The unprecedented diversity of the freshman class of 2011 seems to validate the experimental findings, but to be fair, many factors outside admissions policy can influence campus diversity. At CU, for example, expanded recruitment, outreach, and student retention efforts  deserve much of the credit. Class-based affirmative action cannot sustain socioeconomic and racial diversity on its own; universities need comprehensive strategies that not only grant additional consideration to disadvantaged applicants during the admissions process, but also encourage them to apply in the first place and support their academic development once they’ve arrived on campus. In their report "A Better Affirmative Action,"  Richard Kahlenberg and Halley Potter document this sort of thoughtful planning in nine states where race-conscious admissions have already been banned.
Through coordinated recruiting and outreach and carefully designed admissions policies, universities in most of those states have boosted the socioeconomic and racial diversity of incoming classes. Stanford economist Caroline Hoxby has uncovered another promising approach  – personalized recruitment materials – that may substantially increase college access for thousands of high-achieving, low-income students who aren’t applying to selective colleges. This research has not gone unnoticed. In recent months, we’ve seen a rising tide of calls from across the ideological spectrum to seriously pursue class-based affirmative action, at a time when enthusiasm for race-based preferences seems to be waning.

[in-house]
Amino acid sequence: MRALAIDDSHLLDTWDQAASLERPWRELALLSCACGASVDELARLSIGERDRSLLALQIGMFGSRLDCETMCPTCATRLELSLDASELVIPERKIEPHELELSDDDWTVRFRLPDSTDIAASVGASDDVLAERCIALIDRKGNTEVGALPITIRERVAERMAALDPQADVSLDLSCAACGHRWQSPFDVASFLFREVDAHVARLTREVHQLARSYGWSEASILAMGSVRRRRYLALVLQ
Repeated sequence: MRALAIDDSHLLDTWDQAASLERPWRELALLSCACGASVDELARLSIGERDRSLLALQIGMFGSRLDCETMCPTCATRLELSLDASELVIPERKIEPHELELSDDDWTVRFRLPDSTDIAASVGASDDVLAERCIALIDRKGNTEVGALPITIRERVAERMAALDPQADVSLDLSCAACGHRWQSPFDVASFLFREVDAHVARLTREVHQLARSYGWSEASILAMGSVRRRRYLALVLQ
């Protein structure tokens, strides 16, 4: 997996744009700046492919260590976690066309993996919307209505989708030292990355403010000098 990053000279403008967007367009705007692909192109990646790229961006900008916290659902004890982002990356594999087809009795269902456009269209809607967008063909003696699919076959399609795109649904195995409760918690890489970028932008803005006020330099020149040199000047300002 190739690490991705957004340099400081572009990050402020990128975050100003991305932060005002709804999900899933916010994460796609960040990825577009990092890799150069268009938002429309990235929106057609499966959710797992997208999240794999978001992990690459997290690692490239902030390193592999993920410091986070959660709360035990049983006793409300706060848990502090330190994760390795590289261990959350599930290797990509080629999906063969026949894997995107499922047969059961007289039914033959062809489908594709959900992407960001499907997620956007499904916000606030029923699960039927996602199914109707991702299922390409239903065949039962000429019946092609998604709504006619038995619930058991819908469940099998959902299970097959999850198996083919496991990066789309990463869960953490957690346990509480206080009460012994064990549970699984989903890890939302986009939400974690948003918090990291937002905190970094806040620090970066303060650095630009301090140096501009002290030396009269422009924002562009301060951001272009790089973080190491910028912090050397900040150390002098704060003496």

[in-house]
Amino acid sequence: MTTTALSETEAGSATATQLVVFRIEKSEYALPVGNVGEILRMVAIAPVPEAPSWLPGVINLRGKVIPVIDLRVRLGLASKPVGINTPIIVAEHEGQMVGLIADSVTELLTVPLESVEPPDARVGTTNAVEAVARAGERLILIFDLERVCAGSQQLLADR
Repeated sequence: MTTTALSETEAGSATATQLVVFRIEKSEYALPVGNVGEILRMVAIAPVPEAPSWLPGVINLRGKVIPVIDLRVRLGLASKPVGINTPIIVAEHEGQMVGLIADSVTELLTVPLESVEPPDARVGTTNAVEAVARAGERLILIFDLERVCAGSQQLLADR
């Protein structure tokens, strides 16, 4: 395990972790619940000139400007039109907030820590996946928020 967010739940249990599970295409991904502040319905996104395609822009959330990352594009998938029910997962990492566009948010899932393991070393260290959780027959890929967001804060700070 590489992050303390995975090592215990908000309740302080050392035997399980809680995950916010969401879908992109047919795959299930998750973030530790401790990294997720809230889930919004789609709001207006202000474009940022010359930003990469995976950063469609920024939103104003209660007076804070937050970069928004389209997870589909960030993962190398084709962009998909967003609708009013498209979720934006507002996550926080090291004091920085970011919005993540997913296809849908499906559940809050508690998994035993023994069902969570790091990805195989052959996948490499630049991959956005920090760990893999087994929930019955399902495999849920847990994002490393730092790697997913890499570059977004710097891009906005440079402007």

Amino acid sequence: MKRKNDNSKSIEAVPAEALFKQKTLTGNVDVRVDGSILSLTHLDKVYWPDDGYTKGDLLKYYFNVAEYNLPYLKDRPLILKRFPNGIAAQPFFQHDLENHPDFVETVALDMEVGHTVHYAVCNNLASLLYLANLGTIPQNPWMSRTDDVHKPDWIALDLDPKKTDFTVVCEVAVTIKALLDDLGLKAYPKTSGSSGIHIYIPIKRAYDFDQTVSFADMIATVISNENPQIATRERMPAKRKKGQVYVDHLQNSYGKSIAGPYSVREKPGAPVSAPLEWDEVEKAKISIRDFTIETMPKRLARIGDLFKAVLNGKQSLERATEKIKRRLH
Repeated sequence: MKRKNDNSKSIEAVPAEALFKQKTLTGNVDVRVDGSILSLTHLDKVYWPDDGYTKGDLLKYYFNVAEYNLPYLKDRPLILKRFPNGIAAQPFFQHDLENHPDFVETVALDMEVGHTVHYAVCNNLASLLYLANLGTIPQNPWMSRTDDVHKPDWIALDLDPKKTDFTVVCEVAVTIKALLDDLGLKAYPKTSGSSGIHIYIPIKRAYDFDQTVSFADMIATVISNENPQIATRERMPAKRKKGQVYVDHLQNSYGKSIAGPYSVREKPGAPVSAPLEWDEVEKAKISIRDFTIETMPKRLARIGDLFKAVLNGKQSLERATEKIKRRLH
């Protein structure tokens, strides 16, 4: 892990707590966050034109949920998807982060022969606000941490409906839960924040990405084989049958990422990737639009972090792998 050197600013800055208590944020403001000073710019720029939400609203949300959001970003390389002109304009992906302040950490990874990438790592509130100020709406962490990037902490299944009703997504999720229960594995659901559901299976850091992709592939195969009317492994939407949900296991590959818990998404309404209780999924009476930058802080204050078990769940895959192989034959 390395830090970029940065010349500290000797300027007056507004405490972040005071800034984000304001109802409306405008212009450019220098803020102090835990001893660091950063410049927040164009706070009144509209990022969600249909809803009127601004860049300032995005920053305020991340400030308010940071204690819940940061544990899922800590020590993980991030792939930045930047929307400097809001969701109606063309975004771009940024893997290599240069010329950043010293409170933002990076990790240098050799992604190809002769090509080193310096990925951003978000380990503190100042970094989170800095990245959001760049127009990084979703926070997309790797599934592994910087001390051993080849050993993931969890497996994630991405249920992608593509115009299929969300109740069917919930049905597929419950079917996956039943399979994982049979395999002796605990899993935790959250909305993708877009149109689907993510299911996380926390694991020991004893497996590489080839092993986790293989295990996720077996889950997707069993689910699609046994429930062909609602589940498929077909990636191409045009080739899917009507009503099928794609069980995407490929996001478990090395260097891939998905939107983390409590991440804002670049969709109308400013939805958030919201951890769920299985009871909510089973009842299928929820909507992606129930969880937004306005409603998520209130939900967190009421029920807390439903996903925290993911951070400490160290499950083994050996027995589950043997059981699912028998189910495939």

The point here is not that universities should revamp their recruitment materials or adopt the Disadvantage and Overachievement Indexes and expect a seamless transition away from race-conscious admissions. Rather, the point is that social scientists have been hard at work for quite some time developing, refining, and studying class-conscious strategies that can advance the goals and social purposes of the universities that use them. The University of Colorado recognized the value in this line of research, and took proactive steps to support campus diversity by considering class in its admissions process.
Given last month's Fisher ruling and the Schuette decision to come, other university administrators should follow suit. Sooner would probably be better, to avoid the hasty adoption of class-based policies in the scramble of legal uncertainty. As Greg Roberts, the dean of admission at the University of Virginia, recently pointed out,  "If there are changes to how we define diversity then I expect schools will really work hard at identifying low-income students." For those of us who care deeply about equal opportunity and social justice, class-conscious admissions policies offer unique promise: They focus our attention on socioeconomic integration, and may open new pathways to higher education for students who have traditionally faced economic, social, and institutional barriers.
Matthew Gaertner worked with the University of Colorado Boulder office of admissions to create these class-based admissions indexes. He is currently a research scientist in the Center for College & Career at Pearson.